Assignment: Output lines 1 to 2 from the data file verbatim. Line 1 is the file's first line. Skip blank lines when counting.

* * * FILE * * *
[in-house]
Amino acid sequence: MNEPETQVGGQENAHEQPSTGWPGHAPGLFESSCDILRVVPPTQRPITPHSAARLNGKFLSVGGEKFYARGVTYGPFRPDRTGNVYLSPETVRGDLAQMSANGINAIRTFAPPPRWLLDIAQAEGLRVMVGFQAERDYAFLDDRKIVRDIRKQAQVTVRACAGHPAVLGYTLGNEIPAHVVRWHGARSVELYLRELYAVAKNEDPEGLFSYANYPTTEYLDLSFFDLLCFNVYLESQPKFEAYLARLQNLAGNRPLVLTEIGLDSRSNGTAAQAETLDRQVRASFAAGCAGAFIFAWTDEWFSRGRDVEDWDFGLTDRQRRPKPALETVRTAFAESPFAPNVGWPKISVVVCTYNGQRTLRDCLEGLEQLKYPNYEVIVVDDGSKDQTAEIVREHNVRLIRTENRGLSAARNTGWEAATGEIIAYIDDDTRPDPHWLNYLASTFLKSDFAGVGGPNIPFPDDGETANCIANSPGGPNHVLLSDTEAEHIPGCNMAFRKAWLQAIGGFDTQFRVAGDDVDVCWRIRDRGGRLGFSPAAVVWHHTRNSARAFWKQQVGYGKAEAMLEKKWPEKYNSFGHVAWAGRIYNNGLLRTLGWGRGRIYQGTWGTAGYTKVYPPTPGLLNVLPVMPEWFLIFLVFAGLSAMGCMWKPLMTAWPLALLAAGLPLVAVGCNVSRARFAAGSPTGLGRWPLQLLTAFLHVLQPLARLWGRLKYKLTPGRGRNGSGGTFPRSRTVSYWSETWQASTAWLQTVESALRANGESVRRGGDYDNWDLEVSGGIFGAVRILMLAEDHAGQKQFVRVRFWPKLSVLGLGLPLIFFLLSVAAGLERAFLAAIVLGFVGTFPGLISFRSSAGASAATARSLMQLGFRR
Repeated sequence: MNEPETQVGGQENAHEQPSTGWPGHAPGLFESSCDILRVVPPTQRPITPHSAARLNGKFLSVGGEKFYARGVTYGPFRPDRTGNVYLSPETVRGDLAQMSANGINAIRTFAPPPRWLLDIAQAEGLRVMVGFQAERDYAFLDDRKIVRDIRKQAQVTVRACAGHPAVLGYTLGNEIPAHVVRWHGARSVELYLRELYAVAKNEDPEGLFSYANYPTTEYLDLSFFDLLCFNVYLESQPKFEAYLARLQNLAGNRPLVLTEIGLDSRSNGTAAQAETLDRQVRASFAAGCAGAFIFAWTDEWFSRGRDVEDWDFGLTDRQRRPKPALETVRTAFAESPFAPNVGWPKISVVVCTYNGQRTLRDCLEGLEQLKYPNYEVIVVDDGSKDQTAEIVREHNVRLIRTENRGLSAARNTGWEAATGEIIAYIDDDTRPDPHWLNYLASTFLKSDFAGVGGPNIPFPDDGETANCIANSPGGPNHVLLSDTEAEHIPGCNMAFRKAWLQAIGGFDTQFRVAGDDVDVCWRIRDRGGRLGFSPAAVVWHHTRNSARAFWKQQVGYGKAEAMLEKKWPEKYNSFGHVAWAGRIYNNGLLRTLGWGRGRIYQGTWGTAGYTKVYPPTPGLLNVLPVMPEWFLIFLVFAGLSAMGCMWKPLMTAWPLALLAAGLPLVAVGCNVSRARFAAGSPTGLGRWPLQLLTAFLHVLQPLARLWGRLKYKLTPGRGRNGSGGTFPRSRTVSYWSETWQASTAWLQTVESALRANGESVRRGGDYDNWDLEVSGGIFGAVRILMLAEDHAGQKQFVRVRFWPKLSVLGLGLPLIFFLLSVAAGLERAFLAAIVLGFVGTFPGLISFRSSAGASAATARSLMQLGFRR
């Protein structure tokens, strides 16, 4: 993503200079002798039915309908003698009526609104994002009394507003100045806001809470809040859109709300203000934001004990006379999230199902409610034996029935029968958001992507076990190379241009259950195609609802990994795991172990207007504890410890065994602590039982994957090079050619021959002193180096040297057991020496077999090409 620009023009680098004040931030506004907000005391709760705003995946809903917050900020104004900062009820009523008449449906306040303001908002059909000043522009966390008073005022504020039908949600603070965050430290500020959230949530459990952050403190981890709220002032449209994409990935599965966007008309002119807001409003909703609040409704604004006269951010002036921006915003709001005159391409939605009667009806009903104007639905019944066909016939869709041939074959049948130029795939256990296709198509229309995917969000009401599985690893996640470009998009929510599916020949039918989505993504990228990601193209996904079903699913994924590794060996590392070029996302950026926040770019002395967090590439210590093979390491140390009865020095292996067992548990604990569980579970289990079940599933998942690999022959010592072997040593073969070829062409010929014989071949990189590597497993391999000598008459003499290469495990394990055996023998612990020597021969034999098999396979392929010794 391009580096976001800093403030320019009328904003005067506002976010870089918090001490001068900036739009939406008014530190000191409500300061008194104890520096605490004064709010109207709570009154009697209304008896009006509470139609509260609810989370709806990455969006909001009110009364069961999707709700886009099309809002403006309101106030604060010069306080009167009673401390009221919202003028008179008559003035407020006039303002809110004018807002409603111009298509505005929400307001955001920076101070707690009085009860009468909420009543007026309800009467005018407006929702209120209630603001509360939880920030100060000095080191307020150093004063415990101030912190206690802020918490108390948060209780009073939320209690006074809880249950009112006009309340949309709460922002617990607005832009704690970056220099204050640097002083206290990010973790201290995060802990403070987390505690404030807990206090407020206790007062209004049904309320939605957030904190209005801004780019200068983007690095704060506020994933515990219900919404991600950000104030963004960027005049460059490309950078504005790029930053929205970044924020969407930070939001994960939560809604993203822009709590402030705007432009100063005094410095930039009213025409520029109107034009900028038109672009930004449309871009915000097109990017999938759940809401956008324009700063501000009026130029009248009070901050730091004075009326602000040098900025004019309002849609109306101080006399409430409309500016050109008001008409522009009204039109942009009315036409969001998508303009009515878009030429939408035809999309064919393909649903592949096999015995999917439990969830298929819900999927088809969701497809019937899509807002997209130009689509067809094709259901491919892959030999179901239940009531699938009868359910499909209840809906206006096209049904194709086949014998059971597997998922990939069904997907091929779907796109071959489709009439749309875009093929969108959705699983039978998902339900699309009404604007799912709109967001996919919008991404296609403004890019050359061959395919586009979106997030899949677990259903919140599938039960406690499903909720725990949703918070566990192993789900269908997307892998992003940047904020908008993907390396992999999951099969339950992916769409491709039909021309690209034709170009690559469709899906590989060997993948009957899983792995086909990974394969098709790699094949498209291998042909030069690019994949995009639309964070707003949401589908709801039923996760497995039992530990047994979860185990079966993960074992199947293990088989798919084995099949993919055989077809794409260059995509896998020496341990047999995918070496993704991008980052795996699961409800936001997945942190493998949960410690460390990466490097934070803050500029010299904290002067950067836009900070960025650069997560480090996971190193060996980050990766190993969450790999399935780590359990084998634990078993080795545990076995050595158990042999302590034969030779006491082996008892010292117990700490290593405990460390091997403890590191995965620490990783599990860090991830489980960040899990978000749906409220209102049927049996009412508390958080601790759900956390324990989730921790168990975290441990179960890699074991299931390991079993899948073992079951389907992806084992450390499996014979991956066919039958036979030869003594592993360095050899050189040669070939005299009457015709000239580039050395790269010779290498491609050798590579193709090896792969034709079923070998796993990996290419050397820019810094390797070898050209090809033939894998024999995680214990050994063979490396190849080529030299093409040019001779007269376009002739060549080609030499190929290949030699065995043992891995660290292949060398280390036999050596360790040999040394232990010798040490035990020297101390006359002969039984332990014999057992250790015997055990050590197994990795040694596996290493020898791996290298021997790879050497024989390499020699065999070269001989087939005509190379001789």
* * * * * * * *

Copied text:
[in-house]
Amino acid sequence: MNEPETQVGGQENAHEQPSTGWPGHAPGLFESSCDILRVVPPTQRPITPHSAARLNGKFLSVGGEKFYARGVTYGPFRPDRTGNVYLSPETVRGDLAQMSANGINAIRTFAPPPRWLLDIAQAEGLRVMVGFQAERDYAFLDDRKIVRDIRKQAQVTVRACAGHPAVLGYTLGNEIPAHVVRWHGARSVELYLRELYAVAKNEDPEGLFSYANYPTTEYLDLSFFDLLCFNVYLESQPKFEAYLARLQNLAGNRPLVLTEIGLDSRSNGTAAQAETLDRQVRASFAAGCAGAFIFAWTDEWFSRGRDVEDWDFGLTDRQRRPKPALETVRTAFAESPFAPNVGWPKISVVVCTYNGQRTLRDCLEGLEQLKYPNYEVIVVDDGSKDQTAEIVREHNVRLIRTENRGLSAARNTGWEAATGEIIAYIDDDTRPDPHWLNYLASTFLKSDFAGVGGPNIPFPDDGETANCIANSPGGPNHVLLSDTEAEHIPGCNMAFRKAWLQAIGGFDTQFRVAGDDVDVCWRIRDRGGRLGFSPAAVVWHHTRNSARAFWKQQVGYGKAEAMLEKKWPEKYNSFGHVAWAGRIYNNGLLRTLGWGRGRIYQGTWGTAGYTKVYPPTPGLLNVLPVMPEWFLIFLVFAGLSAMGCMWKPLMTAWPLALLAAGLPLVAVGCNVSRARFAAGSPTGLGRWPLQLLTAFLHVLQPLARLWGRLKYKLTPGRGRNGSGGTFPRSRTVSYWSETWQASTAWLQTVESALRANGESVRRGGDYDNWDLEVSGGIFGAVRILMLAEDHAGQKQFVRVRFWPKLSVLGLGLPLIFFLLSVAAGLERAFLAAIVLGFVGTFPGLISFRSSAGASAATARSLMQLGFRR